Feeds

HP promises App Store and Microsoft love in webOS world

'Our software is a thing of magic'

Internet Security Threat Report 2014

Don't mention Azure

HP is already down to deliver a cloud powered by Microsoft's Azure, while also promising to stuff Azure into a box for sale to customers to slot into their data centers.

Microsoft said that HP - along with Dell and Fujitsu - would deliver Azure clouds after first testing its compute and storage framework in their data centers. That was in July 2010 and appliances promised for the end of the year. But, so far, HP, Dell, and Fujitsu Azure appliances are MIA and nobody's saying why.

Apotheker certainly made it sound like HP's cloud would use the long-lost Azure: he said HP's service will support multiple languages, and Azure runs Java and PHP in addition to C# and Visual Basic, thanks to changes by Microsoft to lure non .NET devs away from Amazon.

Asked by The Reg if HP's cloud uses Azure and whether HP might also consider open architectures like OpenStack, Apotheker demurred.

"The technology we will be using for cloud infrastructure is going to be based on a certain number of technologies - let's not go into that right now," he said.

This suggests the Azure-based appliance and the Azure service are dead, HP will use different cloud architectures, or HP has something completely different in mind.

He continued that his company's relationship with Microsoft was - and stop me if you've heard this before - "Strong, is strong and remains strong. There's no change it that."

Asked how HP is going to catch up to cloud leader Amazon, Apotheker said HP's already got the data centers in place to deliver cloud and doesn't need to build out any special data-center facilities. He also staked a claim to HP's "backbone" already running the cloud: he claimed seven out of 10 cloud service providers are HP customers and four our of five search engines run HP.

Servers aside - or what other metric HP's using to measure this claim - it should be noted HP is buying its way in to the cloud. The recent acquisition of big-data specialist Vertitca Systems has allowed it to claim Mozilla, Zynga, Twitter, and big-traffic sites as customers.

Lending credence to the "buy your way in" theory, Apotheker and chief financial officer Cathy Lesjak said that their company plans acquisitions to fill gaps in its cloud software strategy. Lesjak ruled out what she called buying a "legacy" transactional layer - meaning middleware such as IBM's WebSphere, Oracle's WebLogic or Red Hat's JBoss.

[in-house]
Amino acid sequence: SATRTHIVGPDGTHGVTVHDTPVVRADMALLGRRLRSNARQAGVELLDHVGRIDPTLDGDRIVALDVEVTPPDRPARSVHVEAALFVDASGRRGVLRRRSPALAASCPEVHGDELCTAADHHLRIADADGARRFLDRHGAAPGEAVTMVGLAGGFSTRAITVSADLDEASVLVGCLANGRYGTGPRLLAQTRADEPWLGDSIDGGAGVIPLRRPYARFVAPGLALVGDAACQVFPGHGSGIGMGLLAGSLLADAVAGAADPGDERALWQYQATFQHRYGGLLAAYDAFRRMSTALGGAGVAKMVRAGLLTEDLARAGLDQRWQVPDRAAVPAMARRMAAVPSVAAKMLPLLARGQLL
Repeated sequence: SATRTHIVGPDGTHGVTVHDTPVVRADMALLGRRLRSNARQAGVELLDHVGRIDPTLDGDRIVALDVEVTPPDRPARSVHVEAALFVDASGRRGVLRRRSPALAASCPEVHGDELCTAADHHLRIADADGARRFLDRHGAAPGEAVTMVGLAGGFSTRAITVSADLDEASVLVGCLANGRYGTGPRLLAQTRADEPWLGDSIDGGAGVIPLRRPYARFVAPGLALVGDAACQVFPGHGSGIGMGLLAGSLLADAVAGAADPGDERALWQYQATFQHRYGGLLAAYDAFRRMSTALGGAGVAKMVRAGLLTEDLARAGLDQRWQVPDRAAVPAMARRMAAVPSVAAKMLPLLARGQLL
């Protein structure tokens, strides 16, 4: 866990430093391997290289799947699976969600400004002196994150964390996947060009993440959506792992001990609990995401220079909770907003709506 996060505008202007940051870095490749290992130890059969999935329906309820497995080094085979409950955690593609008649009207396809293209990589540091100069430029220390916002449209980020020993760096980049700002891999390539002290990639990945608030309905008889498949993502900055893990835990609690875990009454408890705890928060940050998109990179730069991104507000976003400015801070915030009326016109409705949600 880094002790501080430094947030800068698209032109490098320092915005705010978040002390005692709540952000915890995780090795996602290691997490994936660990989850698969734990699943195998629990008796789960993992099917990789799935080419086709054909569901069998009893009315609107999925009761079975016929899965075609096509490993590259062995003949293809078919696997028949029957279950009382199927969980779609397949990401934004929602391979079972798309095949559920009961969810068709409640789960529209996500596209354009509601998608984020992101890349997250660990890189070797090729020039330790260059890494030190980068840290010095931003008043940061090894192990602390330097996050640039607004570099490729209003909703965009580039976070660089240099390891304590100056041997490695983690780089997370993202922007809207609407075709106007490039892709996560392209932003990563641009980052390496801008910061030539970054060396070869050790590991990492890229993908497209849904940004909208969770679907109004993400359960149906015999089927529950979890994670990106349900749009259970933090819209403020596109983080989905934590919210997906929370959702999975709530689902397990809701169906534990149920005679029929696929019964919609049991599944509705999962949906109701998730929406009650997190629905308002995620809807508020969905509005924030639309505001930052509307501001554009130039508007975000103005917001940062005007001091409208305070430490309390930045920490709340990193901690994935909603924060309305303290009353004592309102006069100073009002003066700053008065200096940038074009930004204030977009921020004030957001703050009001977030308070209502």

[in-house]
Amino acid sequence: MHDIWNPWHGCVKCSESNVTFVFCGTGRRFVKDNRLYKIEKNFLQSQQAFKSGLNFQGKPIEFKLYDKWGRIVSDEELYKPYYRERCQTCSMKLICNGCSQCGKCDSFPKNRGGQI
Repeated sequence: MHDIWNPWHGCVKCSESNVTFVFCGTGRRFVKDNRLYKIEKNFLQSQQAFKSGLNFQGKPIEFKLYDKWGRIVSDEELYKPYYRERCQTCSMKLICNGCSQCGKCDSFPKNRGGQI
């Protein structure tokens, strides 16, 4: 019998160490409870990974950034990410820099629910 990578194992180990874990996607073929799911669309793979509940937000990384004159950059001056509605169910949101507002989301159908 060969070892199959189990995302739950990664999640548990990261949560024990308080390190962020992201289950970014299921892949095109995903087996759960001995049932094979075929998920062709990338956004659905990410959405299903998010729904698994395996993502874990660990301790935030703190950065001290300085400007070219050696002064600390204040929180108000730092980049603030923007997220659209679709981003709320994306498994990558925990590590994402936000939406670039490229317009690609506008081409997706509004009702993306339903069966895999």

Analytics and security are two areas HP's looking at. On the former, they said we should more expect more along the lines of Vertica - HP plans a Vertica-based appliance "very quickly" after the deal closes in the second quarter. "We can leapfrog to where the market is going... Vertica systems indicates where we are heading," Apotheker said.

Lesjak said: "We want to lead through market disruption, not through investment in the old technology stack or the technology of yesterday. We want to invest in the IP that helps customers move to and get value from the cloud." ®

Remote control for virtualized desktops

More from The Register

next story
Download alert: Nearly ALL top 100 Android, iOS paid apps hacked
Attack of the Clones? Yeah, but much, much scarier – report
You stupid BRICK! PCs running Avast AV can't handle Windows fixes
Fix issued, fingers pointed, forums in flames
Microsoft: Your Linux Docker containers are now OURS to command
New tool lets admins wrangle Linux apps from Windows
Facebook, working on Facebook at Work, works on Facebook. At Work
You don't want your cat or drunk pics at the office
Soz, web devs: Google snatches its Wallet off the table
Killing off web service in 3 months... but app-happy bonkers are fine
First in line to order a Nexus 6? AT&T has a BRICK for you
Black Screen of Death plagues early Google-mobe batch
prev story

Whitepapers

Why and how to choose the right cloud vendor
The benefits of cloud-based storage in your processes. Eliminate onsite, disk-based backup and archiving in favor of cloud-based data protection.
A strategic approach to identity relationship management
ForgeRock commissioned Forrester to evaluate companies’ IAM practices and requirements when it comes to customer-facing scenarios versus employee-facing ones.
Go beyond APM with real-time IT operations analytics
How IT operations teams can harness the wealth of wire data already flowing through their environment for real-time operational intelligence.
How to determine if cloud backup is right for your servers
Two key factors, technical feasibility and TCO economics, that backup and IT operations managers should consider when assessing cloud backup.
High Performance for All
While HPC is not new, it has traditionally been seen as a specialist area – is it now geared up to meet more mainstream requirements?